Donna Freitas writes both fiction and nonfiction, most recently, Consent on Campus: A Manifesto. She has lectured at nearly two hundred colleges and universities about her research on college students. She lives in Brooklyn.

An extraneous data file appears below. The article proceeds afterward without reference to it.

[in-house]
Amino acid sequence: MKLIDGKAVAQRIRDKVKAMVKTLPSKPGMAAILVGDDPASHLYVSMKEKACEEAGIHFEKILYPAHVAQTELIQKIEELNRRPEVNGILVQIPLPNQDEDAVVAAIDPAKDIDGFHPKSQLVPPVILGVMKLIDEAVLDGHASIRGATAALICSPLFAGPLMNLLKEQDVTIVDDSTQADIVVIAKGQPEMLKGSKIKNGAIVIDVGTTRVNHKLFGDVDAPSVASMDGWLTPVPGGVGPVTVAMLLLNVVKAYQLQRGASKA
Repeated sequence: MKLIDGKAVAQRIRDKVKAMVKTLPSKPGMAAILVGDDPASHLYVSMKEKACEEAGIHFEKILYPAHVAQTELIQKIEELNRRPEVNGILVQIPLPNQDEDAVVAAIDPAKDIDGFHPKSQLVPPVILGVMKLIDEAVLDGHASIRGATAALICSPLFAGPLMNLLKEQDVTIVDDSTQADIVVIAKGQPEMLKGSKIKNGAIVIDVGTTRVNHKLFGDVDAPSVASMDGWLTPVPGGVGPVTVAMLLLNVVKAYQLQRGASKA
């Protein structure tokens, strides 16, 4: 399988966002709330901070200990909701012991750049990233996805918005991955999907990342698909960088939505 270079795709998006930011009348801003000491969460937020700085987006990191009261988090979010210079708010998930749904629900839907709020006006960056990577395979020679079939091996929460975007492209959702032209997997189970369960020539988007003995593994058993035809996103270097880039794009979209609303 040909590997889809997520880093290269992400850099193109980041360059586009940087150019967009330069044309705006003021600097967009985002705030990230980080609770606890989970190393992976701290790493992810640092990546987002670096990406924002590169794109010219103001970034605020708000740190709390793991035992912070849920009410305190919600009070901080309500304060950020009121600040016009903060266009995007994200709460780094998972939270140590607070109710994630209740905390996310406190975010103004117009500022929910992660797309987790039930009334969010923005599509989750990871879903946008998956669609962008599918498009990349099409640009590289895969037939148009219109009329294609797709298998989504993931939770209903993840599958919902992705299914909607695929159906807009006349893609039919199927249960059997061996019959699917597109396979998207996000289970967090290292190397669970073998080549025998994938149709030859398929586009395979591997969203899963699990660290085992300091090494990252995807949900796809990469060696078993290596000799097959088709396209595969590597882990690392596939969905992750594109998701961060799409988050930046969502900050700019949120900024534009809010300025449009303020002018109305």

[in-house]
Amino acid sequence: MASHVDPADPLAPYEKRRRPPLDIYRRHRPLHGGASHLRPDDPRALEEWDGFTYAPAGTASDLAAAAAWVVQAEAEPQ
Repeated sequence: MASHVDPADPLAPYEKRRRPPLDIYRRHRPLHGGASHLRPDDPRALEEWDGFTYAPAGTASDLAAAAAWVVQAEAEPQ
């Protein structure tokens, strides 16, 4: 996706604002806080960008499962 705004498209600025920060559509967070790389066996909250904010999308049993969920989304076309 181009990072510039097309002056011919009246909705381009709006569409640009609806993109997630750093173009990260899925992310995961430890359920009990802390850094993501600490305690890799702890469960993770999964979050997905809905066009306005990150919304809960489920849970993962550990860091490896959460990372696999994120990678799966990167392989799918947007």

Consent is an affecting memoir. --The Wall Street Journal Freitas has mastered the telling of her story--despite repeated attempts by others to keep her from doing so--and has mastered it in such a way that its telling sheds light on a larger societal issue. . . . A difficult but important read about one woman's survival of stalking by her professor, and the role of consent in any relationship. --Shelf Awareness Freitas recounts with great thoughtfulness how her perception of the power differential between [herself and her stalker], as well as her faith in the religious and educational institutions she'd grown up with, lulled her into susceptibility and disbelief. --New York Times Book Review Praise for The End of Sex A straight-forward, well-researched, and eye-opening book.... This compelling testimony from young people around the country provides ample evidence for why this campus lifestyle should not be ignored. -Boston Globe Freitas provides compelling evidence that far too many young adults live lives of quiet desperation-sexually and socially...The End of Sex paints a vivid portrait of hookup culture...There is much in The End of Sex to applaud. -Christianity Today The book is informative, non-judgmental and a must-read for parents and for their university-aged kids.' -Toronto Star Any reader interested in current discussions on consent and its importance should pick up this heartfelt and harrowing book. --Library Journal, starred review In Consent, Donna Freitas writes an experience many women know all too well: Being stalked. What makes this book is uniquely powerful is Freitas's particular expertise in this area: She is a scholar and speaker on issues of consent, religion, Title IX, and sex on college campuses. --Bustle Freitas is incredibly honest and doesn't shy away from her feelings that she is in some way at fault. She rounds out her memories with details of her family and friends as well as more studious synthesis, and calls for campus reform, adding heft to an already important story. --Booklist Freitas' delicate study of her torment and its devastating effects, which raises thorny, meaningful questions about how to define consent, is an important testament for the #MeToo era. --Publisher's Weekly A groundbreaking resource for educators, administrators, students, and survivors, the book explores an issue many would prefer to ignore.A potent memoir of stalking with special resonance in the era of #MeToo.--Kirkus, starred review A meticulously recounted memoir of building dread, that pushes our understanding of power and its abuses. Freitas's story complicates and illuminates our ideas about harassment and harm, showing how it doesn't just begin and end within the confines of physical contact: it infiltrates our own heads, is enabled by the very structures that are supposed to be our recourse from it but too often work to cover it up. --Rebecca Traister, New York Times bestselling author of Good and Mad Donna Freitas combs through the emotional knots that form when a mentor's attention becomes inappropriate and manipulative. With sharp attention, she separates the many strands of consent one by one. A riveting, significant examination of the forces that push a student into silence about unwanted attention. --Idra Novey, award-winning author of Those Who Knew and Ways to Disappear